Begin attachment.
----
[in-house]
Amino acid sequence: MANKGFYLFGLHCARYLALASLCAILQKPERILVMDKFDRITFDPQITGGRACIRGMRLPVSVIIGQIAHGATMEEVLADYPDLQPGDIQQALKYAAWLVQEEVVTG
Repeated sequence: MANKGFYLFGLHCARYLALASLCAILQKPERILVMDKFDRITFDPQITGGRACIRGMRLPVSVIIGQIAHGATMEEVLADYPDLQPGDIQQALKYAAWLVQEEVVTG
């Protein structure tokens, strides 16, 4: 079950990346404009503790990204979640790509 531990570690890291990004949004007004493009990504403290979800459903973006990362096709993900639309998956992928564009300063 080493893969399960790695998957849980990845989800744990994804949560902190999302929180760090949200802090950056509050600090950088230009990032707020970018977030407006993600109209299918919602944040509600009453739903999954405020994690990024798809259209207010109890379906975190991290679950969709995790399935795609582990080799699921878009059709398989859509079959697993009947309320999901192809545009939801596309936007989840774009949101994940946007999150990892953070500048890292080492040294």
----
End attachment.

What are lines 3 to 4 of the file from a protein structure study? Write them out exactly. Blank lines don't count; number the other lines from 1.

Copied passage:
Repeated sequence: MANKGFYLFGLHCARYLALASLCAILQKPERILVMDKFDRITFDPQITGGRACIRGMRLPVSVIIGQIAHGATMEEVLADYPDLQPGDIQQALKYAAWLVQEEVVTG
């Protein structure tokens, strides 16, 4: 079950990346404009503790990204979640790509 531990570690890291990004949004007004493009990504403290979800459903973006990362096709993900639309998956992928564009300063 080493893969399960790695998957849980990845989800744990994804949560902190999302929180760090949200802090950056509050600090950088230009990032707020970018977030407006993600109209299918919602944040509600009453739903999954405020994690990024798809259209207010109890379906975190991290679950969709995790399935795609582990080799699921878009059709398989859509079959697993009947309320999901192809545009939801596309936007989840774009949101994940946007999150990892953070500048890292080492040294």